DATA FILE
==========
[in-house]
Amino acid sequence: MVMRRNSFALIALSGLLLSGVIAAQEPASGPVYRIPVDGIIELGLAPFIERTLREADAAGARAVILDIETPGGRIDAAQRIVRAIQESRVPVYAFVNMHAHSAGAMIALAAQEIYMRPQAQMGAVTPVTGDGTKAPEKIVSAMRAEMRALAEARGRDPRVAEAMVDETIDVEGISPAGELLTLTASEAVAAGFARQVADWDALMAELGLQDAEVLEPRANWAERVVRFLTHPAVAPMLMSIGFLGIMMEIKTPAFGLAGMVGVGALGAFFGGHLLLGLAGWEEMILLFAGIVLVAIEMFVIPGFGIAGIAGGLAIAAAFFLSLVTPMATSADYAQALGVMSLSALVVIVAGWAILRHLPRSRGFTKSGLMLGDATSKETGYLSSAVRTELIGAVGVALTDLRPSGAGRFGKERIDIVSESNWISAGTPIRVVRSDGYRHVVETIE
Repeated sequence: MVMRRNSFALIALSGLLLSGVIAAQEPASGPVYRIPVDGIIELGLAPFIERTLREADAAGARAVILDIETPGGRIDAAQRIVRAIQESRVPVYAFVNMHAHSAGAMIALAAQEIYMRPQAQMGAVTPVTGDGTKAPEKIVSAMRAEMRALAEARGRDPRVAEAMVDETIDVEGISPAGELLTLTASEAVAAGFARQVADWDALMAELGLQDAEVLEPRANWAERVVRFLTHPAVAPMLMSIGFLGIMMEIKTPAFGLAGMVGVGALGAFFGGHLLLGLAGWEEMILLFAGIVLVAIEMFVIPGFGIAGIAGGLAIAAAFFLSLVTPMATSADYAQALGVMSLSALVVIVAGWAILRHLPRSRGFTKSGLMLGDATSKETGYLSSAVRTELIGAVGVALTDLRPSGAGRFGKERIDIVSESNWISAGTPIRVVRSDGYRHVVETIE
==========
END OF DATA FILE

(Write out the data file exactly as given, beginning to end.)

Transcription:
[in-house]
Amino acid sequence: MVMRRNSFALIALSGLLLSGVIAAQEPASGPVYRIPVDGIIELGLAPFIERTLREADAAGARAVILDIETPGGRIDAAQRIVRAIQESRVPVYAFVNMHAHSAGAMIALAAQEIYMRPQAQMGAVTPVTGDGTKAPEKIVSAMRAEMRALAEARGRDPRVAEAMVDETIDVEGISPAGELLTLTASEAVAAGFARQVADWDALMAELGLQDAEVLEPRANWAERVVRFLTHPAVAPMLMSIGFLGIMMEIKTPAFGLAGMVGVGALGAFFGGHLLLGLAGWEEMILLFAGIVLVAIEMFVIPGFGIAGIAGGLAIAAAFFLSLVTPMATSADYAQALGVMSLSALVVIVAGWAILRHLPRSRGFTKSGLMLGDATSKETGYLSSAVRTELIGAVGVALTDLRPSGAGRFGKERIDIVSESNWISAGTPIRVVRSDGYRHVVETIE
Repeated sequence: MVMRRNSFALIALSGLLLSGVIAAQEPASGPVYRIPVDGIIELGLAPFIERTLREADAAGARAVILDIETPGGRIDAAQRIVRAIQESRVPVYAFVNMHAHSAGAMIALAAQEIYMRPQAQMGAVTPVTGDGTKAPEKIVSAMRAEMRALAEARGRDPRVAEAMVDETIDVEGISPAGELLTLTASEAVAAGFARQVADWDALMAELGLQDAEVLEPRANWAERVVRFLTHPAVAPMLMSIGFLGIMMEIKTPAFGLAGMVGVGALGAFFGGHLLLGLAGWEEMILLFAGIVLVAIEMFVIPGFGIAGIAGGLAIAAAFFLSLVTPMATSADYAQALGVMSLSALVVIVAGWAILRHLPRSRGFTKSGLMLGDATSKETGYLSSAVRTELIGAVGVALTDLRPSGAGRFGKERIDIVSESNWISAGTPIRVVRSDGYRHVVETIE